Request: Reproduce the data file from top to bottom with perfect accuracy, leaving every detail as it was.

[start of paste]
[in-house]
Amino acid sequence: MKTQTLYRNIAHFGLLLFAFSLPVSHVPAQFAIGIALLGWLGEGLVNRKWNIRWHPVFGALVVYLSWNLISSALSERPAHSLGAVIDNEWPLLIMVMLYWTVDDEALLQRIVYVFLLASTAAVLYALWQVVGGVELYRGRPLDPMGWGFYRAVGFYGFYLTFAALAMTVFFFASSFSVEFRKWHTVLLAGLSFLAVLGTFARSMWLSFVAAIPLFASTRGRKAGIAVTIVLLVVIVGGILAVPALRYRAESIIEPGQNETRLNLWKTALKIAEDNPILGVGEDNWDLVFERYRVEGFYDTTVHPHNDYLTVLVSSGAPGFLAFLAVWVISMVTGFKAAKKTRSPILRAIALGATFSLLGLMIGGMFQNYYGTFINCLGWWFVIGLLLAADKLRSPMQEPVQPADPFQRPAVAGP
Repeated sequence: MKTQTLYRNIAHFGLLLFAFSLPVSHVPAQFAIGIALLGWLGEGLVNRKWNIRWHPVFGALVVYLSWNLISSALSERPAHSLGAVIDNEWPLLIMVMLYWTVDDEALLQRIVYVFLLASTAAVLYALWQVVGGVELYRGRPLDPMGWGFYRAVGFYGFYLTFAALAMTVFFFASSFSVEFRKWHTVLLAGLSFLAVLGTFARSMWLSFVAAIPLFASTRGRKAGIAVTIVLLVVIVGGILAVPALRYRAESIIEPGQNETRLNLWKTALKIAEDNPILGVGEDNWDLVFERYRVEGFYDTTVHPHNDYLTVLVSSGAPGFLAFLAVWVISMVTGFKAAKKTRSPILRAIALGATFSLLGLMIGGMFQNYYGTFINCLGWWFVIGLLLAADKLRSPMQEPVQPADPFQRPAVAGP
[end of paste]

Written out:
[in-house]
Amino acid sequence: MKTQTLYRNIAHFGLLLFAFSLPVSHVPAQFAIGIALLGWLGEGLVNRKWNIRWHPVFGALVVYLSWNLISSALSERPAHSLGAVIDNEWPLLIMVMLYWTVDDEALLQRIVYVFLLASTAAVLYALWQVVGGVELYRGRPLDPMGWGFYRAVGFYGFYLTFAALAMTVFFFASSFSVEFRKWHTVLLAGLSFLAVLGTFARSMWLSFVAAIPLFASTRGRKAGIAVTIVLLVVIVGGILAVPALRYRAESIIEPGQNETRLNLWKTALKIAEDNPILGVGEDNWDLVFERYRVEGFYDTTVHPHNDYLTVLVSSGAPGFLAFLAVWVISMVTGFKAAKKTRSPILRAIALGATFSLLGLMIGGMFQNYYGTFINCLGWWFVIGLLLAADKLRSPMQEPVQPADPFQRPAVAGP
Repeated sequence: MKTQTLYRNIAHFGLLLFAFSLPVSHVPAQFAIGIALLGWLGEGLVNRKWNIRWHPVFGALVVYLSWNLISSALSERPAHSLGAVIDNEWPLLIMVMLYWTVDDEALLQRIVYVFLLASTAAVLYALWQVVGGVELYRGRPLDPMGWGFYRAVGFYGFYLTFAALAMTVFFFASSFSVEFRKWHTVLLAGLSFLAVLGTFARSMWLSFVAAIPLFASTRGRKAGIAVTIVLLVVIVGGILAVPALRYRAESIIEPGQNETRLNLWKTALKIAEDNPILGVGEDNWDLVFERYRVEGFYDTTVHPHNDYLTVLVSSGAPGFLAFLAVWVISMVTGFKAAKKTRSPILRAIALGATFSLLGLMIGGMFQNYYGTFINCLGWWFVIGLLLAADKLRSPMQEPVQPADPFQRPAVAGP